Skip to main content

Sign up for our newsletter.

Quality journalism. Progressive values. Direct to your inbox.

U.S. Senate Majority Leader Mitch McConnell (R-Ky.) heads to the Senate floor of the Capitol building on December 30, 2020 in Washington, DC. McConnell said today the Senate would “begin a process” to consider bigger Covid-19 relief, from the recently passed $600 per person to $2,000. (Photo: Tasos Katopidis/Getty Images)

Senate Majority Leader Mitch McConnell (R-Ky.) heads to the Senate floor in the U.S. Capitol in Washington, D.C. on December 30, 2020. (Photo: Tasos Katopidis/Getty Images)

As New Jobless Figures Show 'Massive Pain on the Eve of the New Year,' Dems Rip McConnell for Stonewalling $2,000 Relief Checks

"It's more than a stimulus check," admonished Rep. Barbara Lee. "It's a survival check." 

Brett Wilkins

As new figures showed 1.1 million new Americans filed for federal unemployment aid last week, Democratic lawmakers on Thursday took Senate Majority Leader Mitch McConnell to task for his refusal to swiftly pass a House-approved measure to issue $2,000 stimulus checks to struggling workers.

"Another week, another nearly one million people losing their jobs—another clear reason $2,000 survival checks are urgently needed. Let's get people real relief now."
—Rep. Pramila Jayapal

According to the latest U.S. Labor Department statistics (pdf), 787,000 Americans filed first-time jobless assistance claims during the week ending December 26, including seasonal adjustments. An additional 308,262 people applied for aid under the Pandemic Unemployment Assistance program, which provides assistance for people including so-called gig economy workers who don't qualify for government benefits.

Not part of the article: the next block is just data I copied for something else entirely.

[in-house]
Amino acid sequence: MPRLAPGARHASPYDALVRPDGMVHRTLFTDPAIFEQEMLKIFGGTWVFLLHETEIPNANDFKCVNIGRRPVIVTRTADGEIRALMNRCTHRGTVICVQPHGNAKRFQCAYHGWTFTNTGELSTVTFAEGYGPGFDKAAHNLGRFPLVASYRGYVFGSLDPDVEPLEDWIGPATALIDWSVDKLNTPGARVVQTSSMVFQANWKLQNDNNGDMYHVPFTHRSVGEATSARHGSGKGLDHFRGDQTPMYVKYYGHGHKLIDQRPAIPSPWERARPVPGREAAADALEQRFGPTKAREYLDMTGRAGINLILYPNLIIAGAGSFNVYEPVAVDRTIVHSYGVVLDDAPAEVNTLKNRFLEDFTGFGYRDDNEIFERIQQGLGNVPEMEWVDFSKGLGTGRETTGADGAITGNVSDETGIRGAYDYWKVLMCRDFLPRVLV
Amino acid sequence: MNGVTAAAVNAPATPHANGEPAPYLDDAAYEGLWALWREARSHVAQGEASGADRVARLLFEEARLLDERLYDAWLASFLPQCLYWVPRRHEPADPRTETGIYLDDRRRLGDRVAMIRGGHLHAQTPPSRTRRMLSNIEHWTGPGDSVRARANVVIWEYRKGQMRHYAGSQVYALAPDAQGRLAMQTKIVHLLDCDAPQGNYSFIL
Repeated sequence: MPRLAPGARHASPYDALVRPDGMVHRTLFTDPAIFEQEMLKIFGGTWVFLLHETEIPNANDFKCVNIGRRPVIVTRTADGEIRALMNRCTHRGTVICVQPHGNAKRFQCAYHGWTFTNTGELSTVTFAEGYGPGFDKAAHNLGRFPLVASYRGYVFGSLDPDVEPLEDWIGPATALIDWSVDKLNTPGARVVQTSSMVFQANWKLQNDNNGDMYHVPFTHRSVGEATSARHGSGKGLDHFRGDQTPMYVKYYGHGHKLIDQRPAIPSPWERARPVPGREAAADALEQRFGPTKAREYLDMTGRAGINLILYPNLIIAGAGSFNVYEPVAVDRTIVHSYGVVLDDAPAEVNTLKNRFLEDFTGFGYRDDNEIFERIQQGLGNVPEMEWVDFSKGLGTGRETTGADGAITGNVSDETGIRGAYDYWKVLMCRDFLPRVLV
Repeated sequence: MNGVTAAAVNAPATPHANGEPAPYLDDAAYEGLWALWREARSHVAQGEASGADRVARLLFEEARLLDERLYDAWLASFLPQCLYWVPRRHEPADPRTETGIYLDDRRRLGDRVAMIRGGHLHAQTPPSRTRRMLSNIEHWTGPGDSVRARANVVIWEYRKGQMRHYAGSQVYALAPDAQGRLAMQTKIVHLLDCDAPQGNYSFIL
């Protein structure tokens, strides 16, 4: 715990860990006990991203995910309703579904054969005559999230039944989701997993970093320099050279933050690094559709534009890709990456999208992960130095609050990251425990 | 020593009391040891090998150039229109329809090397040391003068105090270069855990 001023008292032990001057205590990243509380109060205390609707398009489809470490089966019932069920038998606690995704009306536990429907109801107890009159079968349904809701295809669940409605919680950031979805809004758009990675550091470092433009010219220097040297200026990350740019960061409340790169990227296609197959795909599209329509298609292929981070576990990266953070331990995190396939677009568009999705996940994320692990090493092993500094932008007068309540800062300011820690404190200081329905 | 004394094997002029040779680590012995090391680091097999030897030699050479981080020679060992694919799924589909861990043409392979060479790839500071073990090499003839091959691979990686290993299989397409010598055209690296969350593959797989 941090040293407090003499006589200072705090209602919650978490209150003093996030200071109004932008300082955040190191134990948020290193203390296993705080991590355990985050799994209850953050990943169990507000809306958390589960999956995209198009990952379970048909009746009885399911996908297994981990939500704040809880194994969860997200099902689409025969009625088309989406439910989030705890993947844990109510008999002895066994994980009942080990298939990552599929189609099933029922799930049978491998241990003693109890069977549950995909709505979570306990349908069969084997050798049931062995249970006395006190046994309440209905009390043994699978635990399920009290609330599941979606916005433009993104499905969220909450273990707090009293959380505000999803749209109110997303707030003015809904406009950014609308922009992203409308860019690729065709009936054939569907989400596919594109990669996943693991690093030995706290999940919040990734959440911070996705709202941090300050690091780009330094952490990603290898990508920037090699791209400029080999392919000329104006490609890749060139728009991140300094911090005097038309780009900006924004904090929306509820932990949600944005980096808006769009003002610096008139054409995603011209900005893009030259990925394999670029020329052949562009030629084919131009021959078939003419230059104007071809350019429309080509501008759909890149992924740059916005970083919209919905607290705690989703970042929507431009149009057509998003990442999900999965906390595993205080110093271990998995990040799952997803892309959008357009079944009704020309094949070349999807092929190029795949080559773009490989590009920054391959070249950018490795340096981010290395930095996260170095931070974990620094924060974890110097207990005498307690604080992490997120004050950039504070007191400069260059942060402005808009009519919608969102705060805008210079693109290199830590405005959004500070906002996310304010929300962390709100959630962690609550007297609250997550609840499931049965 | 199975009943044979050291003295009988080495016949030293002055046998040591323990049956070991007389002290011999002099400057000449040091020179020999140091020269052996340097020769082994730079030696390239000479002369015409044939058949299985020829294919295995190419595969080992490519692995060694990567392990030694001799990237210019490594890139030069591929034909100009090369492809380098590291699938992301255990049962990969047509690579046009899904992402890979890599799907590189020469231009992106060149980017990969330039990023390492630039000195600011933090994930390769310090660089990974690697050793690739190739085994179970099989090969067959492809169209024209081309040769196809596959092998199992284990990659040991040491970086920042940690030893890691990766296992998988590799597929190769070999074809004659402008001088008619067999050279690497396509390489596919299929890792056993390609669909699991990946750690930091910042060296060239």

In stark contrast, 220,000 people filed (pdf) first-time unemployment claims during the same period last year. Ten months into the coronavirus pandemic, more than 19.5 million Americans are claiming some form of unemployment assistance in a year in which "for 41 weeks in a row the country has seen more new jobless claims than in any week before 2020," according to Rep. Don Beyer (D-Va.).

Despite the staggering scope of the pandemic-driven unemployment crisis, McConnell (R-Ky.) on Thursday continued to reject the $2,000 stimulus checks—which the House approved in a stand-alone bill on Monday—as "socialism for the rich." This followed remarks on Wednesday in which McConnell asserted that "the Senate is not going to be bullied into rushing out more borrowed money into the hands of Democrats' rich friends that don't need the help."

McConnell's stimulus stonewalling came as senators of both parties joined the majority leader in moving to override President Donald Trump's veto of the $740 billion National Defense Authorization Act. Only five Senate Democrats—Ed Markey (Mass.), Jeff Merkley (Ore.), Chris Van Hollen (Md.), Elizabeth Warren (Mass.), and Ron Wyden (Ore.)—voted against Wednesday's motion to proceed, as did Sen. Bernie Sanders (I-Vt.).

With the fresh jobless figures in mind, Democratic lawmakers urged McConnell to decouple the $2,000 checks from unrelated demands by Trump—who also says he favors the stimulus payments.